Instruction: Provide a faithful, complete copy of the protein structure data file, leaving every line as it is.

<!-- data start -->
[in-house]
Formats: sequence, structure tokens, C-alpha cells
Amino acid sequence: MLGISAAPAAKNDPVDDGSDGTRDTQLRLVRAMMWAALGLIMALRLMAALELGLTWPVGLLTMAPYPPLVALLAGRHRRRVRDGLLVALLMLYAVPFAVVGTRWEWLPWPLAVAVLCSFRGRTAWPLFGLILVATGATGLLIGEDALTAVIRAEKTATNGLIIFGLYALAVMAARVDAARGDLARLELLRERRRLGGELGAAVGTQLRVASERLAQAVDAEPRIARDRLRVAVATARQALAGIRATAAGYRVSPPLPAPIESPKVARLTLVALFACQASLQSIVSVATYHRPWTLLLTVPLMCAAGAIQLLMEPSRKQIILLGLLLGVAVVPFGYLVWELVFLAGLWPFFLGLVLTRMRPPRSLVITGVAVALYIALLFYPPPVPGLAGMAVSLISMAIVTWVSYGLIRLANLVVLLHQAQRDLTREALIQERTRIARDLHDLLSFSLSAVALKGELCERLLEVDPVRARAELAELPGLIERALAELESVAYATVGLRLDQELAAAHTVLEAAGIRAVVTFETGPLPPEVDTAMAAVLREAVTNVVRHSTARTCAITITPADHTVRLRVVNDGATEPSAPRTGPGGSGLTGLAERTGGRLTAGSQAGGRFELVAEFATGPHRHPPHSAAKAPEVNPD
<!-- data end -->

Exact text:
[in-house]
Formats: sequence, structure tokens, C-alpha cells
Amino acid sequence: MLGISAAPAAKNDPVDDGSDGTRDTQLRLVRAMMWAALGLIMALRLMAALELGLTWPVGLLTMAPYPPLVALLAGRHRRRVRDGLLVALLMLYAVPFAVVGTRWEWLPWPLAVAVLCSFRGRTAWPLFGLILVATGATGLLIGEDALTAVIRAEKTATNGLIIFGLYALAVMAARVDAARGDLARLELLRERRRLGGELGAAVGTQLRVASERLAQAVDAEPRIARDRLRVAVATARQALAGIRATAAGYRVSPPLPAPIESPKVARLTLVALFACQASLQSIVSVATYHRPWTLLLTVPLMCAAGAIQLLMEPSRKQIILLGLLLGVAVVPFGYLVWELVFLAGLWPFFLGLVLTRMRPPRSLVITGVAVALYIALLFYPPPVPGLAGMAVSLISMAIVTWVSYGLIRLANLVVLLHQAQRDLTREALIQERTRIARDLHDLLSFSLSAVALKGELCERLLEVDPVRARAELAELPGLIERALAELESVAYATVGLRLDQELAAAHTVLEAAGIRAVVTFETGPLPPEVDTAMAAVLREAVTNVVRHSTARTCAITITPADHTVRLRVVNDGATEPSAPRTGPGGSGLTGLAERTGGRLTAGSQAGGRFELVAEFATGPHRHPPHSAAKAPEVNPD